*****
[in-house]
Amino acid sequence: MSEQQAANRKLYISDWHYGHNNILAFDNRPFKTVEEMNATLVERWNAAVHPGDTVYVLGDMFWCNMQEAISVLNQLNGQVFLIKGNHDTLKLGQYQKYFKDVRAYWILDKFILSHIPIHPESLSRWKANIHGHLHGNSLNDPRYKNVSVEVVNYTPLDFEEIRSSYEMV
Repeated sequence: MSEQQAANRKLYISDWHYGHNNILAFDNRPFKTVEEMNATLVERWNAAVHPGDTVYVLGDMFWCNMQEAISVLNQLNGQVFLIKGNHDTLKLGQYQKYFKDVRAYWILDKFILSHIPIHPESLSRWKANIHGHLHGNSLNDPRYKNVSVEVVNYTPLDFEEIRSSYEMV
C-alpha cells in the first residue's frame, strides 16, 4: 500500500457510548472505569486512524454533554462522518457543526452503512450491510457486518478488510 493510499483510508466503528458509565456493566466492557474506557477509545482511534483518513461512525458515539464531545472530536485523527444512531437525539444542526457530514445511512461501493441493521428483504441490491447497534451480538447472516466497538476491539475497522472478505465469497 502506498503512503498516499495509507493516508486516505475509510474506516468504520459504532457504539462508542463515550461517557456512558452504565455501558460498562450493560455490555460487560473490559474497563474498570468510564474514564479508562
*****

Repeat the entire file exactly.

[in-house]
Amino acid sequence: MSEQQAANRKLYISDWHYGHNNILAFDNRPFKTVEEMNATLVERWNAAVHPGDTVYVLGDMFWCNMQEAISVLNQLNGQVFLIKGNHDTLKLGQYQKYFKDVRAYWILDKFILSHIPIHPESLSRWKANIHGHLHGNSLNDPRYKNVSVEVVNYTPLDFEEIRSSYEMV
Repeated sequence: MSEQQAANRKLYISDWHYGHNNILAFDNRPFKTVEEMNATLVERWNAAVHPGDTVYVLGDMFWCNMQEAISVLNQLNGQVFLIKGNHDTLKLGQYQKYFKDVRAYWILDKFILSHIPIHPESLSRWKANIHGHLHGNSLNDPRYKNVSVEVVNYTPLDFEEIRSSYEMV
C-alpha cells in the first residue's frame, strides 16, 4: 500500500457510548472505569486512524454533554462522518457543526452503512450491510457486518478488510 493510499483510508466503528458509565456493566466492557474506557477509545482511534483518513461512525458515539464531545472530536485523527444512531437525539444542526457530514445511512461501493441493521428483504441490491447497534451480538447472516466497538476491539475497522472478505465469497 502506498503512503498516499495509507493516508486516505475509510474506516468504520459504532457504539462508542463515550461517557456512558452504565455501558460498562450493560455490555460487560473490559474497563474498570468510564474514564479508562